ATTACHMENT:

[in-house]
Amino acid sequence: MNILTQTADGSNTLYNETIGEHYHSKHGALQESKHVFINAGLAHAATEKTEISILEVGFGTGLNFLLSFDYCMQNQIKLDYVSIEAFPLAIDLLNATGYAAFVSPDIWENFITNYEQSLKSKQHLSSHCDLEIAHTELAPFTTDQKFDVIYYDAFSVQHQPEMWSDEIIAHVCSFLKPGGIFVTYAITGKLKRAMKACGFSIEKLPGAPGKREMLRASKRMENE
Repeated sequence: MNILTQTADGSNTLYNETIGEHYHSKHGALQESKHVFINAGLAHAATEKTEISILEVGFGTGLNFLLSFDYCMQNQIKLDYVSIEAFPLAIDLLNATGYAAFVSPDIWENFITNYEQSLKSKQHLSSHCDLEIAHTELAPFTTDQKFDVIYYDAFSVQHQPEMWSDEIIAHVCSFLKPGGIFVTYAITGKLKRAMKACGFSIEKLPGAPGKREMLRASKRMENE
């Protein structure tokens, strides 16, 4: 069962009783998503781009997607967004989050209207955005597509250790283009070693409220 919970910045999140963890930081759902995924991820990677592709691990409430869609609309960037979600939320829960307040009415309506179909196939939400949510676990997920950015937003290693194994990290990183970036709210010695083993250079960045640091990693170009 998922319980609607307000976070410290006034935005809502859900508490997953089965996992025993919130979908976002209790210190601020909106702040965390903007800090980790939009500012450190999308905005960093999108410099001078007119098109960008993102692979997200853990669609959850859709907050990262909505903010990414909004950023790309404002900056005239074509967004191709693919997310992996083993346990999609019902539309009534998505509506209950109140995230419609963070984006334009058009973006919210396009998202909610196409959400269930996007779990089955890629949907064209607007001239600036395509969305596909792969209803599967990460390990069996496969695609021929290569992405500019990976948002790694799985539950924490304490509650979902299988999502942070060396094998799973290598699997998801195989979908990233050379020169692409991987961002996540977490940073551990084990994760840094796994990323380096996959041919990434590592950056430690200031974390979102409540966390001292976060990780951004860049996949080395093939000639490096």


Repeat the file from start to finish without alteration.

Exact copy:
[in-house]
Amino acid sequence: MNILTQTADGSNTLYNETIGEHYHSKHGALQESKHVFINAGLAHAATEKTEISILEVGFGTGLNFLLSFDYCMQNQIKLDYVSIEAFPLAIDLLNATGYAAFVSPDIWENFITNYEQSLKSKQHLSSHCDLEIAHTELAPFTTDQKFDVIYYDAFSVQHQPEMWSDEIIAHVCSFLKPGGIFVTYAITGKLKRAMKACGFSIEKLPGAPGKREMLRASKRMENE
Repeated sequence: MNILTQTADGSNTLYNETIGEHYHSKHGALQESKHVFINAGLAHAATEKTEISILEVGFGTGLNFLLSFDYCMQNQIKLDYVSIEAFPLAIDLLNATGYAAFVSPDIWENFITNYEQSLKSKQHLSSHCDLEIAHTELAPFTTDQKFDVIYYDAFSVQHQPEMWSDEIIAHVCSFLKPGGIFVTYAITGKLKRAMKACGFSIEKLPGAPGKREMLRASKRMENE
């Protein structure tokens, strides 16, 4: 069962009783998503781009997607967004989050209207955005597509250790283009070693409220 919970910045999140963890930081759902995924991820990677592709691990409430869609609309960037979600939320829960307040009415309506179909196939939400949510676990997920950015937003290693194994990290990183970036709210010695083993250079960045640091990693170009 998922319980609607307000976070410290006034935005809502859900508490997953089965996992025993919130979908976002209790210190601020909106702040965390903007800090980790939009500012450190999308905005960093999108410099001078007119098109960008993102692979997200853990669609959850859709907050990262909505903010990414909004950023790309404002900056005239074509967004191709693919997310992996083993346990999609019902539309009534998505509506209950109140995230419609963070984006334009058009973006919210396009998202909610196409959400269930996007779990089955890629949907064209607007001239600036395509969305596909792969209803599967990460390990069996496969695609021929290569992405500019990976948002790694799985539950924490304490509650979902299988999502942070060396094998799973290598699997998801195989979908990233050379020169692409991987961002996540977490940073551990084990994760840094796994990323380096996959041919990434590592950056430690200031974390979102409540966390001292976060990780951004860049996949080395093939000639490096």